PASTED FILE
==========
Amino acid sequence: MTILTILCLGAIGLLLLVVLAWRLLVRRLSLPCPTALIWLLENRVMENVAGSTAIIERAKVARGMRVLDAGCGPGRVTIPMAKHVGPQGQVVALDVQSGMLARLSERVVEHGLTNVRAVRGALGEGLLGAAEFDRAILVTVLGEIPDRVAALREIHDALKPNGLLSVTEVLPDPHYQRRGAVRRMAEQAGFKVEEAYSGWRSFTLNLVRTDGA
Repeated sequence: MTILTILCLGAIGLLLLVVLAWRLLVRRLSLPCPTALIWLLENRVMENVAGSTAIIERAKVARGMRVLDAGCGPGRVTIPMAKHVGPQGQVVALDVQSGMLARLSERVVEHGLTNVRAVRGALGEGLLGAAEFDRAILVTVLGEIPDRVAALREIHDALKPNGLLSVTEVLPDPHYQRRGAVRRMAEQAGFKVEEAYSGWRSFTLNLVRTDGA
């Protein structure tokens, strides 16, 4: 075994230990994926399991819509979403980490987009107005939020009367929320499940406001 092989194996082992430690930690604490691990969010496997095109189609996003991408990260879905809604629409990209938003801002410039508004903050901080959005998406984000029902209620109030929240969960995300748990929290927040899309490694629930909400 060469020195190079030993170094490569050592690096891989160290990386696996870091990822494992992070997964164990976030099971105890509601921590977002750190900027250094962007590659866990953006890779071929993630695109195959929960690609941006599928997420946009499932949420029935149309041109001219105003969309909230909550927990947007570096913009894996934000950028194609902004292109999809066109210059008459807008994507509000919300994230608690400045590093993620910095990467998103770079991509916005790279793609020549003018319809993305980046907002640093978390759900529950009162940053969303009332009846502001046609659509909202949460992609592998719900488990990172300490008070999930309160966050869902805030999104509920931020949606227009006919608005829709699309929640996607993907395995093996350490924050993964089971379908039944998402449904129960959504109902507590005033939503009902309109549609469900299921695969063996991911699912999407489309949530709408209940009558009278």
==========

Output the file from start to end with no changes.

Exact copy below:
Amino acid sequence: MTILTILCLGAIGLLLLVVLAWRLLVRRLSLPCPTALIWLLENRVMENVAGSTAIIERAKVARGMRVLDAGCGPGRVTIPMAKHVGPQGQVVALDVQSGMLARLSERVVEHGLTNVRAVRGALGEGLLGAAEFDRAILVTVLGEIPDRVAALREIHDALKPNGLLSVTEVLPDPHYQRRGAVRRMAEQAGFKVEEAYSGWRSFTLNLVRTDGA
Repeated sequence: MTILTILCLGAIGLLLLVVLAWRLLVRRLSLPCPTALIWLLENRVMENVAGSTAIIERAKVARGMRVLDAGCGPGRVTIPMAKHVGPQGQVVALDVQSGMLARLSERVVEHGLTNVRAVRGALGEGLLGAAEFDRAILVTVLGEIPDRVAALREIHDALKPNGLLSVTEVLPDPHYQRRGAVRRMAEQAGFKVEEAYSGWRSFTLNLVRTDGA
């Protein structure tokens, strides 16, 4: 075994230990994926399991819509979403980490987009107005939020009367929320499940406001 092989194996082992430690930690604490691990969010496997095109189609996003991408990260879905809604629409990209938003801002410039508004903050901080959005998406984000029902209620109030929240969960995300748990929290927040899309490694629930909400 060469020195190079030993170094490569050592690096891989160290990386696996870091990822494992992070997964164990976030099971105890509601921590977002750190900027250094962007590659866990953006890779071929993630695109195959929960690609941006599928997420946009499932949420029935149309041109001219105003969309909230909550927990947007570096913009894996934000950028194609902004292109999809066109210059008459807008994507509000919300994230608690400045590093993620910095990467998103770079991509916005790279793609020549003018319809993305980046907002640093978390759900529950009162940053969303009332009846502001046609659509909202949460992609592998719900488990990172300490008070999930309160966050869902805030999104509920931020949606227009006919608005829709699309929640996607993907395995093996350490924050993964089971379908039944998402449904129960959504109902507590005033939503009902309109549609469900299921695969063996991911699912999407489309949530709408209940009558009278």